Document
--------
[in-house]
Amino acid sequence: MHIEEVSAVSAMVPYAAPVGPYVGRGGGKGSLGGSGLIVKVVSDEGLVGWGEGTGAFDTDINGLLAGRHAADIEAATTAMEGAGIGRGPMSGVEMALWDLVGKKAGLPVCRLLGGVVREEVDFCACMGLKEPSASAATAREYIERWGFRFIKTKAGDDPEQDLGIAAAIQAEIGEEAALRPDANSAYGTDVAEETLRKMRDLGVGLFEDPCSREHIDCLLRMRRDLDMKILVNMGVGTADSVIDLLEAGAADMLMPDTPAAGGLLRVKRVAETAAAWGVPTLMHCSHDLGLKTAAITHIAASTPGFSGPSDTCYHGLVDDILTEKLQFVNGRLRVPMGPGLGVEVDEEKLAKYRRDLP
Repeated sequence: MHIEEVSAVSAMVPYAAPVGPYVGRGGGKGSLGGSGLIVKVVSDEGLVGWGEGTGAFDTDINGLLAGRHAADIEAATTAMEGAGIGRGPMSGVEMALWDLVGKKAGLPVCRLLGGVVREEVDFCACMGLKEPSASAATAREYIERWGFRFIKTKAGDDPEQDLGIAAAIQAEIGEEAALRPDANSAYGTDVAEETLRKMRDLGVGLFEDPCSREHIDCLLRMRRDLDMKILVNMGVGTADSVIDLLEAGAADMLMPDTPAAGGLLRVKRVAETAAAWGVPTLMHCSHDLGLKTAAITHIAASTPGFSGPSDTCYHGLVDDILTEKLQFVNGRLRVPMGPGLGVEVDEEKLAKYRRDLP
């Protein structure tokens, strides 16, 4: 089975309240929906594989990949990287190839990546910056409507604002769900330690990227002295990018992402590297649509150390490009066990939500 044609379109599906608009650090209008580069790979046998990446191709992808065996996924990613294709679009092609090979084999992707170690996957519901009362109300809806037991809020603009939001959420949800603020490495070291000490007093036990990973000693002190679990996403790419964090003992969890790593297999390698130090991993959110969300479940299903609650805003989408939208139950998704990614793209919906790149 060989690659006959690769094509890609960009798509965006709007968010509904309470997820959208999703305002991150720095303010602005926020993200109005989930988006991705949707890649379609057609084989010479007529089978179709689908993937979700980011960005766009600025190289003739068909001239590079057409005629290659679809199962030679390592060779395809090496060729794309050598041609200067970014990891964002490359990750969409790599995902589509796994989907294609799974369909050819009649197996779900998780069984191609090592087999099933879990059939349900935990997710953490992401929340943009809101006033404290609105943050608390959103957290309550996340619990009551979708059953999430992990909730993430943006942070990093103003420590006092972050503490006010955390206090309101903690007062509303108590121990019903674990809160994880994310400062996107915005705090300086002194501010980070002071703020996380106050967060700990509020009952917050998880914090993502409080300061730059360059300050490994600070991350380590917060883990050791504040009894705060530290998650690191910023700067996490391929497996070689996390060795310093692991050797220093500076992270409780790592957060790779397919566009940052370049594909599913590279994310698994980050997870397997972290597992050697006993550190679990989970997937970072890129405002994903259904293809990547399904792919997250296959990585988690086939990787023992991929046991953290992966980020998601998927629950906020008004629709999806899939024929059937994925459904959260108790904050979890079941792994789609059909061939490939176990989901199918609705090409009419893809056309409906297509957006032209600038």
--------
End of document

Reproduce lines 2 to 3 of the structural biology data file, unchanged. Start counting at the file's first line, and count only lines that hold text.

Amino acid sequence: MHIEEVSAVSAMVPYAAPVGPYVGRGGGKGSLGGSGLIVKVVSDEGLVGWGEGTGAFDTDINGLLAGRHAADIEAATTAMEGAGIGRGPMSGVEMALWDLVGKKAGLPVCRLLGGVVREEVDFCACMGLKEPSASAATAREYIERWGFRFIKTKAGDDPEQDLGIAAAIQAEIGEEAALRPDANSAYGTDVAEETLRKMRDLGVGLFEDPCSREHIDCLLRMRRDLDMKILVNMGVGTADSVIDLLEAGAADMLMPDTPAAGGLLRVKRVAETAAAWGVPTLMHCSHDLGLKTAAITHIAASTPGFSGPSDTCYHGLVDDILTEKLQFVNGRLRVPMGPGLGVEVDEEKLAKYRRDLP
Repeated sequence: MHIEEVSAVSAMVPYAAPVGPYVGRGGGKGSLGGSGLIVKVVSDEGLVGWGEGTGAFDTDINGLLAGRHAADIEAATTAMEGAGIGRGPMSGVEMALWDLVGKKAGLPVCRLLGGVVREEVDFCACMGLKEPSASAATAREYIERWGFRFIKTKAGDDPEQDLGIAAAIQAEIGEEAALRPDANSAYGTDVAEETLRKMRDLGVGLFEDPCSREHIDCLLRMRRDLDMKILVNMGVGTADSVIDLLEAGAADMLMPDTPAAGGLLRVKRVAETAAAWGVPTLMHCSHDLGLKTAAITHIAASTPGFSGPSDTCYHGLVDDILTEKLQFVNGRLRVPMGPGLGVEVDEEKLAKYRRDLP